W. B. Yeats's occultism fits into an Irish Protestant literary tradition that includes Sheridan Le Fanu, Charles Maturin, Bram Stoker and Elizabeth Bowen. These, according to R. F. Foster in W.B. Yeats: A Life, were Protestant writers obsessed with Catholicism and with the social changes that were disinheriting them turned to the occult or, in some cases (that of Æ, for example) to mysticism. What Foster does not say - to digress from his biography of Yeats - is that there were Irish Protestant writers who did not belong to this tradition.
Samuel Beckett was one. He was born of Protestant Irish parents in suburban Dublin in 1906, some 40 years after Yeats and Æ, and seven years after Bowen. Unlike them, Beckett did not grow up in a family with significant clerical forebears, and though his parents did own property - an impressive house in prosperous Foxrock - theirs was property they had bought rather than inherited. The best sources of information about Beckett's life are Deirdre Bair's biography Samuel Beckett (1978) and the recently published The Letters of Samuel Beckett, Vol. 1, 1929-1940 (Cambridge University Press, 2009).
Yeats and Beckett - two of Ireland's Nobel prize winners in literature (George Bernard Shaw and Seamus Heaney are the others) - had poverty in common, but the crushing poverty of their circumstances in the years when they were establishing themselves as writers had different causes: Yeats's family was impoverished, where Beckett's refused to support his literary ambitions with more than a pittance.
Beckett did everything he could to distance himself from Ireland, where Yeats chose to identify himself with the national cause. Like Joyce, whom he knew and admired, Beckett distanced himself from Ireland geographically, as well, by living in France; Beckett was in Ireland when war broke out, but quickly returned to France, declaring that he preferred France at war to Ireland at peace. Joyce distanced himself linguistically by creating his own hybrid language; Beckett chose after the war to write in French.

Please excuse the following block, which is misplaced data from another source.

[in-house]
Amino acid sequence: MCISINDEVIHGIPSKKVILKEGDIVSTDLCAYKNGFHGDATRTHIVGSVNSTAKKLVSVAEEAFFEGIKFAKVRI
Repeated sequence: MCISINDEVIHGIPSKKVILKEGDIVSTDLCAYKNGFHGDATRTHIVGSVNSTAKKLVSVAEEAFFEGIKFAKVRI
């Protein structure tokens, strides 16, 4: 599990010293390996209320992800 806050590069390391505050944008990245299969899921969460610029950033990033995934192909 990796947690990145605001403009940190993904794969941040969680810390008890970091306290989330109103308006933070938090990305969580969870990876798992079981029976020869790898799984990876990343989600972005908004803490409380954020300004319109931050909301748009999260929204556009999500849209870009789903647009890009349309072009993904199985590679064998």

And Beckett distanced himself from his Irish heritage spiritually, as well. That meant shunning the Protestant religion of his parents; it also meant shunning the occult and mystical interests that his Protestant literary forebears Yeats and Æ took so seriously. Beckett was able to use these interests to good effect in his work, but the use he put them to is comic rather than serious. There is lots of evidence of this, starting with the title of Beckett's award-winning poem Whoroscope and including his first published novel, Murphy, which makes a mockery of the occult enterprise, of astrology, and, pointedly, of Æ's mystical text The Candle of Vision.
Beckett avoided meeting Yeats whom, Bair writes, "he regarded as pompous and posturing, fatuously slobbering over all the wrong aspects of Ireland and Irish society." However, Beckett was - to digress from this digression - a friend and a sincere admirer of the work of the Irish painter Jack Yeats, the poet's younger brother.
Who - it's time to bring all this back to Foster's great biography - had a far more stable upbringing than the poet, spending eight years in Sligo with his well-to-do Pollexfen grandparents while the impoverished Yeatses were huddling over a single candle at one address or another in Dublin or London.